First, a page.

Editor’s Note: This article was originally published in the May 2021 issue of JED. To read past issues in full, visit our magazine archive.
By Richard Scott
Electronic warfare (EW) – as both a science and a military art – has been an ever-present consideration for the NATO alliance in the 72 years since its establishment. During the Cold War, there was a realization within NATO that the control and exploitation of the electromagnetic spectrum (EMS) was a vital and potentially decisive enabler, be it supporting strategic intelligence collection, providing tactical situational awareness, penetrating Warsaw Pact defenses or improving platform survivability. Equally, there was an understanding that EW technologies and techniques could be applied to disrupt or deny adversaries the ability to use the EMS for their own advantage.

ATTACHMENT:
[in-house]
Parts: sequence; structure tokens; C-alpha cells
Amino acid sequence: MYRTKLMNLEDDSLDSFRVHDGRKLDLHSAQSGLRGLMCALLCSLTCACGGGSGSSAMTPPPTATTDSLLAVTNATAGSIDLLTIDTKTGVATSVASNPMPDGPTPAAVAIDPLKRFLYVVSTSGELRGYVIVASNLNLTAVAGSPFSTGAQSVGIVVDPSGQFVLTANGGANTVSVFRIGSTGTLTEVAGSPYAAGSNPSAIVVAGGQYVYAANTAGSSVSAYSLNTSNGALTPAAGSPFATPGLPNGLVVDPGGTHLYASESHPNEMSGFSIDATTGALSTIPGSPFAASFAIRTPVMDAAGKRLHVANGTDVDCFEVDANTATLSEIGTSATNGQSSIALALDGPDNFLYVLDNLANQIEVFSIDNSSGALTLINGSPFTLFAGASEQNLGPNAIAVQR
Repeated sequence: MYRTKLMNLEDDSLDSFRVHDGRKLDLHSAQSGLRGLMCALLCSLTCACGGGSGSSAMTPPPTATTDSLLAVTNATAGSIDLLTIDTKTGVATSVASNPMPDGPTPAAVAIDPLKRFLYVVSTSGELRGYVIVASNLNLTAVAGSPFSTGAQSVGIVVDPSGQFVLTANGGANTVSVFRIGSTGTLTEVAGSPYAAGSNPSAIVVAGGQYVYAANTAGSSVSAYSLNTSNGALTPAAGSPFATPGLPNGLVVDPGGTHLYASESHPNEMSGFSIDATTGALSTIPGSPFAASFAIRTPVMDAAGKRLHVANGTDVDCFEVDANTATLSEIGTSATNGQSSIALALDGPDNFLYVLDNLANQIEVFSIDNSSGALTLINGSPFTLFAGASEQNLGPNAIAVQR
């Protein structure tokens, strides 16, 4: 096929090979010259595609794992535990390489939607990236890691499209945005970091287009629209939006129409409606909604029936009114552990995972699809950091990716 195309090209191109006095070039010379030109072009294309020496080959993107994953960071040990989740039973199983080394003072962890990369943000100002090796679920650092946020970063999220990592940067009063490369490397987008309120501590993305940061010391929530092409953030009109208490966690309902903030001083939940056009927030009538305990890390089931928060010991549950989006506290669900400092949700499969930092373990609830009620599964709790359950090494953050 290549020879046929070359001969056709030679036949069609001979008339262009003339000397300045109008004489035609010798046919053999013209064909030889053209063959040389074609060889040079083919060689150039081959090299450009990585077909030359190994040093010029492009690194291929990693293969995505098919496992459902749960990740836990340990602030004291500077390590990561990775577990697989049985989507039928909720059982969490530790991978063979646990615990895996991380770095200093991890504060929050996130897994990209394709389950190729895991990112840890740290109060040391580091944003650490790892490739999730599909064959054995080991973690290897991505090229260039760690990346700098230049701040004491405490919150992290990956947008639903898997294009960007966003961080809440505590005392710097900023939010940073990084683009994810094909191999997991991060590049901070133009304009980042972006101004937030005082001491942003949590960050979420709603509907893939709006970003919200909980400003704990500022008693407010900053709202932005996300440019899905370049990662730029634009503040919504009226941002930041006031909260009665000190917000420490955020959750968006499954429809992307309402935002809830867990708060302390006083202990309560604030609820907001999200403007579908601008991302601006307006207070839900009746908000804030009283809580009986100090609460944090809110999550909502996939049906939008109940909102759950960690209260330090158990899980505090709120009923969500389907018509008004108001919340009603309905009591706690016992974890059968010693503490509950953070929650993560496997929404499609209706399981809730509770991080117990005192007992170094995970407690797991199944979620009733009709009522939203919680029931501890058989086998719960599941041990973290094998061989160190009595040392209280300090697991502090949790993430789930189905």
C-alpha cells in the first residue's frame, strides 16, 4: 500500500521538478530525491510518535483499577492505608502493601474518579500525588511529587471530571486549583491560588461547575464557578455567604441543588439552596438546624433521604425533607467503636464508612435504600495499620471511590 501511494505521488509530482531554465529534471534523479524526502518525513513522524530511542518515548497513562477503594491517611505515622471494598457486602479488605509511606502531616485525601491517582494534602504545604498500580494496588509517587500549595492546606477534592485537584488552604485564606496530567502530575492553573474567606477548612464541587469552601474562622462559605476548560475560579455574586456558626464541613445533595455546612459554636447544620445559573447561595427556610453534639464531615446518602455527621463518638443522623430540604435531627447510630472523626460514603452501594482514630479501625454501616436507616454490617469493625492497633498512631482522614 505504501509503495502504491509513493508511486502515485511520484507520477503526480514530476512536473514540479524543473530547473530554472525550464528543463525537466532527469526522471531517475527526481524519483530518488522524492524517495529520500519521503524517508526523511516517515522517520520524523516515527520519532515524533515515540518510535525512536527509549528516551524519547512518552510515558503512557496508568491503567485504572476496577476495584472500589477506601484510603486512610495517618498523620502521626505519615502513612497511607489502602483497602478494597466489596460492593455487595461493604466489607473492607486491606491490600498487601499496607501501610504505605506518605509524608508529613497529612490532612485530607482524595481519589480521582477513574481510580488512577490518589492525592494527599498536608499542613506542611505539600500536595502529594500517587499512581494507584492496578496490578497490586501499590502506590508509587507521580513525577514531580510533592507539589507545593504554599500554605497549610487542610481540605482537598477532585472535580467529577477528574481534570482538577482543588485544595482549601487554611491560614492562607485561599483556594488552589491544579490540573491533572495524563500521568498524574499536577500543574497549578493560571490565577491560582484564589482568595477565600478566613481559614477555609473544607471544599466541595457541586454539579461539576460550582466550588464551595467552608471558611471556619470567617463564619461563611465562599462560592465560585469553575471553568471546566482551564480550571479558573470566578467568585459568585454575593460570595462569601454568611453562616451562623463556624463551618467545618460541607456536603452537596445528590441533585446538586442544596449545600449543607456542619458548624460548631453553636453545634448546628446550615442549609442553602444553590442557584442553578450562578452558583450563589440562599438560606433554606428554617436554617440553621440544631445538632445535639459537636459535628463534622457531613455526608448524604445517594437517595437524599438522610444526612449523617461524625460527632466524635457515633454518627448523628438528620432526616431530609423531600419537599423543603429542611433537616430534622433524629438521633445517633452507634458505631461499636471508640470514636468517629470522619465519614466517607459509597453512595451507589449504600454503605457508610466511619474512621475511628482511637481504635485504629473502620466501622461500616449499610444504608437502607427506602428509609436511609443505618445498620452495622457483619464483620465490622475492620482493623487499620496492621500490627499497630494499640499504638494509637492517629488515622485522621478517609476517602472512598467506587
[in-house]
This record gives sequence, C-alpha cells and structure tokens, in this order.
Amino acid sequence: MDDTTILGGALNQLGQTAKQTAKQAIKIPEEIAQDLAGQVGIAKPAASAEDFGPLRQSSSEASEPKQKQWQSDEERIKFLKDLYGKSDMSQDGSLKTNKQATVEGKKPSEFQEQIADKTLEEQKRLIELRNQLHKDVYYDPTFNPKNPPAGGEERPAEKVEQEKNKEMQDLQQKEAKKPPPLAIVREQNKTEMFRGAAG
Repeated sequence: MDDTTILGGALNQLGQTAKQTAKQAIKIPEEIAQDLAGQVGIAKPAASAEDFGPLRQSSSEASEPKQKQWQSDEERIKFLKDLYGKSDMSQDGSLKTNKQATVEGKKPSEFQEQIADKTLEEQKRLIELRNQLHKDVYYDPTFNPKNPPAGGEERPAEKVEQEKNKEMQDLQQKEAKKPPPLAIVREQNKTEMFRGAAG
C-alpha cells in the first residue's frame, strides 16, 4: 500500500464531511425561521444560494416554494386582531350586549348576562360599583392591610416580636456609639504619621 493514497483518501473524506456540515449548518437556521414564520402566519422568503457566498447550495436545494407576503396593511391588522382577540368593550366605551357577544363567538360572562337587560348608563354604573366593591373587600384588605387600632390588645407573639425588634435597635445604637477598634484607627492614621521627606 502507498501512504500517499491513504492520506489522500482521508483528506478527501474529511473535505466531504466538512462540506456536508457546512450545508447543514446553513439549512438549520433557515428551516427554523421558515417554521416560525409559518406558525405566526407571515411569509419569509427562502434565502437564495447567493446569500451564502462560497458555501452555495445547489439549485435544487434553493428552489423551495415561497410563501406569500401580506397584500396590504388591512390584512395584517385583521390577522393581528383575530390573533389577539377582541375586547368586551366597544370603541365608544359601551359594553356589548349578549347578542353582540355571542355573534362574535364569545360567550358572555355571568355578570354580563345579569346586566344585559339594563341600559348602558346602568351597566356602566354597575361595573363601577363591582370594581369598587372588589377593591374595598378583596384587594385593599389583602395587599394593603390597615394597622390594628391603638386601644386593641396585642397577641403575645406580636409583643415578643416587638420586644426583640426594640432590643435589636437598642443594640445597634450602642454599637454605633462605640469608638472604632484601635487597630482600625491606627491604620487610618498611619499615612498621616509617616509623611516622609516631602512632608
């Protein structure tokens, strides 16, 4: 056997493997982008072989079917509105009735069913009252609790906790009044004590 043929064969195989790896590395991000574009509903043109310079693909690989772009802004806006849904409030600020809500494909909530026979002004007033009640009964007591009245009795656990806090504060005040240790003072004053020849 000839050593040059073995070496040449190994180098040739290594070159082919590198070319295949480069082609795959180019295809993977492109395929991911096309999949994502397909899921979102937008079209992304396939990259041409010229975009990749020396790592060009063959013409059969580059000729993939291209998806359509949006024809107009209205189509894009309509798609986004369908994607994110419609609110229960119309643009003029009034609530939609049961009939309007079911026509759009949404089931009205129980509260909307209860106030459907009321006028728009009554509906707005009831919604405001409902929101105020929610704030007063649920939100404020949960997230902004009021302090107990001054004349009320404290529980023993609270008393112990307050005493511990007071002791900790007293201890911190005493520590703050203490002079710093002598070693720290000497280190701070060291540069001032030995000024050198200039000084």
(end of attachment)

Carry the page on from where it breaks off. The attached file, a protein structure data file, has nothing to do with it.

Accordingly, the Alliance invested substantial sums in doctrine, equipment, and training in the full expectation that any confrontation with Warsaw Pact forces would almost certainly be in a dynamic, dense and hostile electromagnetic environment.
However, the two decades following the end of the Cold War saw NATO’s EW capabilities and doctrines steadily atrophy. The Alliance found itself increasingly engaged in crisis response, counter-insurgency efforts and peace support operations in which NATO forces enjoyed a significant technological advantage without facing adversaries that challenged its use of the EM environment. As a result, NATO’s EW focus narrowed to concentrate on platform self-protection against specific and localized threats.
Yet all the while, the use of the EMS for sensing, communications, navigation, and targeting has become more important to NATO forces than ever before. Not only does access to the spectrum underpin virtually every kind of command, control, and communications, but it is also a prerequisite for sensing, precise navigation and timing, and enables the delivery of both kinetic and non-kinetic effects. Furthermore, collection and analysis of activity in the spectrum provides opportunities for information exploitation. In short, NATO’s offensive battle networks, as well as its defensive battle networks, depend on its ability to access to the EM environment.